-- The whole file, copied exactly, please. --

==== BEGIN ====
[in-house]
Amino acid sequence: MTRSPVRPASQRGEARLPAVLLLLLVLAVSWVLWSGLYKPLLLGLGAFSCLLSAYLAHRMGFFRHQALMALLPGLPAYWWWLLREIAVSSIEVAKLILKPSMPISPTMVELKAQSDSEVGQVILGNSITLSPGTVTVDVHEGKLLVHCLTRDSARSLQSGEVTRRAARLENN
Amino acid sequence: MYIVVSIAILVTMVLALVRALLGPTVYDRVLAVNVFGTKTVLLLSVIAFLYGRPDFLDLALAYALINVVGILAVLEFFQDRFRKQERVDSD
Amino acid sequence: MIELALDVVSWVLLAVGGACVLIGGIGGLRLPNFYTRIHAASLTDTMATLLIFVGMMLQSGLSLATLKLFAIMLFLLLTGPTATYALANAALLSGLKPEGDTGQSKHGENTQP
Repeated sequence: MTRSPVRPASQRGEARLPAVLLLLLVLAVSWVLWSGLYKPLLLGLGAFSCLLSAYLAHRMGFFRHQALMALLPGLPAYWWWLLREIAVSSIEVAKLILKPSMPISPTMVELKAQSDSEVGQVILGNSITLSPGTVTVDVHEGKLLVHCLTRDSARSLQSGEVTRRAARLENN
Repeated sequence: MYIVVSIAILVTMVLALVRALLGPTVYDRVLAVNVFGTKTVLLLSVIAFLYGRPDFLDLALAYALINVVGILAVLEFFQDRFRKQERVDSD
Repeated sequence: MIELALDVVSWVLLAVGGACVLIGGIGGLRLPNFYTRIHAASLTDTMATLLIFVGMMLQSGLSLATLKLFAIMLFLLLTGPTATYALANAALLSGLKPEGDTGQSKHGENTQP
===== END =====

[in-house]
Amino acid sequence: MTRSPVRPASQRGEARLPAVLLLLLVLAVSWVLWSGLYKPLLLGLGAFSCLLSAYLAHRMGFFRHQALMALLPGLPAYWWWLLREIAVSSIEVAKLILKPSMPISPTMVELKAQSDSEVGQVILGNSITLSPGTVTVDVHEGKLLVHCLTRDSARSLQSGEVTRRAARLENN
Amino acid sequence: MYIVVSIAILVTMVLALVRALLGPTVYDRVLAVNVFGTKTVLLLSVIAFLYGRPDFLDLALAYALINVVGILAVLEFFQDRFRKQERVDSD
Amino acid sequence: MIELALDVVSWVLLAVGGACVLIGGIGGLRLPNFYTRIHAASLTDTMATLLIFVGMMLQSGLSLATLKLFAIMLFLLLTGPTATYALANAALLSGLKPEGDTGQSKHGENTQP
Repeated sequence: MTRSPVRPASQRGEARLPAVLLLLLVLAVSWVLWSGLYKPLLLGLGAFSCLLSAYLAHRMGFFRHQALMALLPGLPAYWWWLLREIAVSSIEVAKLILKPSMPISPTMVELKAQSDSEVGQVILGNSITLSPGTVTVDVHEGKLLVHCLTRDSARSLQSGEVTRRAARLENN
Repeated sequence: MYIVVSIAILVTMVLALVRALLGPTVYDRVLAVNVFGTKTVLLLSVIAFLYGRPDFLDLALAYALINVVGILAVLEFFQDRFRKQERVDSD
Repeated sequence: MIELALDVVSWVLLAVGGACVLIGGIGGLRLPNFYTRIHAASLTDTMATLLIFVGMMLQSGLSLATLKLFAIMLFLLLTGPTATYALANAALLSGLKPEGDTGQSKHGENTQP